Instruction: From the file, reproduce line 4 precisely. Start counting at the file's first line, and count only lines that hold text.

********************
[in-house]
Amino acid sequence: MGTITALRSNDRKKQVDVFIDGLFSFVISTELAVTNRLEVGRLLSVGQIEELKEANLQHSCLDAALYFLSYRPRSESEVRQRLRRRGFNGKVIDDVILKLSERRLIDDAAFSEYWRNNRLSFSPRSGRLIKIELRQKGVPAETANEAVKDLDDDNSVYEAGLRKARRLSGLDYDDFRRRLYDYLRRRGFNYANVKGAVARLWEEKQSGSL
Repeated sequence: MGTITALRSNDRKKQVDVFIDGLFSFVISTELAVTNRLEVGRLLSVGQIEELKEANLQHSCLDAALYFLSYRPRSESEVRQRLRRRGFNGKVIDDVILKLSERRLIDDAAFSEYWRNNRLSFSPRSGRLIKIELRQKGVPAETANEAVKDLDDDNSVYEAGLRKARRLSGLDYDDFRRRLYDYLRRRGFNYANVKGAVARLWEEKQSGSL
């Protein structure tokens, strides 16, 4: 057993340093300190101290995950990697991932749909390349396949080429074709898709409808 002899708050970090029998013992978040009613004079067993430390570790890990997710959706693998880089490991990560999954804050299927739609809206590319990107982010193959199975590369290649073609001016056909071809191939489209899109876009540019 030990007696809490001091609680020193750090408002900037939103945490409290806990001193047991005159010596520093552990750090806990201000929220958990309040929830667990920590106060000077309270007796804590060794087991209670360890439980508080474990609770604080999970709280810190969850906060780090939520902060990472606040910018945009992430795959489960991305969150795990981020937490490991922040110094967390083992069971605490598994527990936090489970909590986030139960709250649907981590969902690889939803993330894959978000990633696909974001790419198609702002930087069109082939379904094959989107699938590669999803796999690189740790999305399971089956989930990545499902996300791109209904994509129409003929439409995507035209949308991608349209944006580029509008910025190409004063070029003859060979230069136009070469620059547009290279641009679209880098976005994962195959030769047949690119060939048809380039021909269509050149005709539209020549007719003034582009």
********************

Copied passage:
């Protein structure tokens, strides 16, 4: 057993340093300190101290995950990697991932749909390349396949080429074709898709409808 002899708050970090029998013992978040009613004079067993430390570790890990997710959706693998880089490991990560999954804050299927739609809206590319990107982010193959199975590369290649073609001016056909071809191939489209899109876009540019 030990007696809490001091609680020193750090408002900037939103945490409290806990001193047991005159010596520093552990750090806990201000929220958990309040929830667990920590106060000077309270007796804590060794087991209670360890439980508080474990609770604080999970709280810190969850906060780090939520902060990472606040910018945009992430795959489960991305969150795990981020937490490991922040110094967390083992069971605490598994527990936090489970909590986030139960709250649907981590969902690889939803993330894959978000990633696909974001790419198609702002930087069109082939379904094959989107699938590669999803796999690189740790999305399971089956989930990545499902996300791109209904994509129409003929439409995507035209949308991608349209944006580029509008910025190409004063070029003859060979230069136009070469620059547009290279641009679209880098976005994962195959030769047949690119060939048809380039021909269509050149005709539209020549007719003034582009």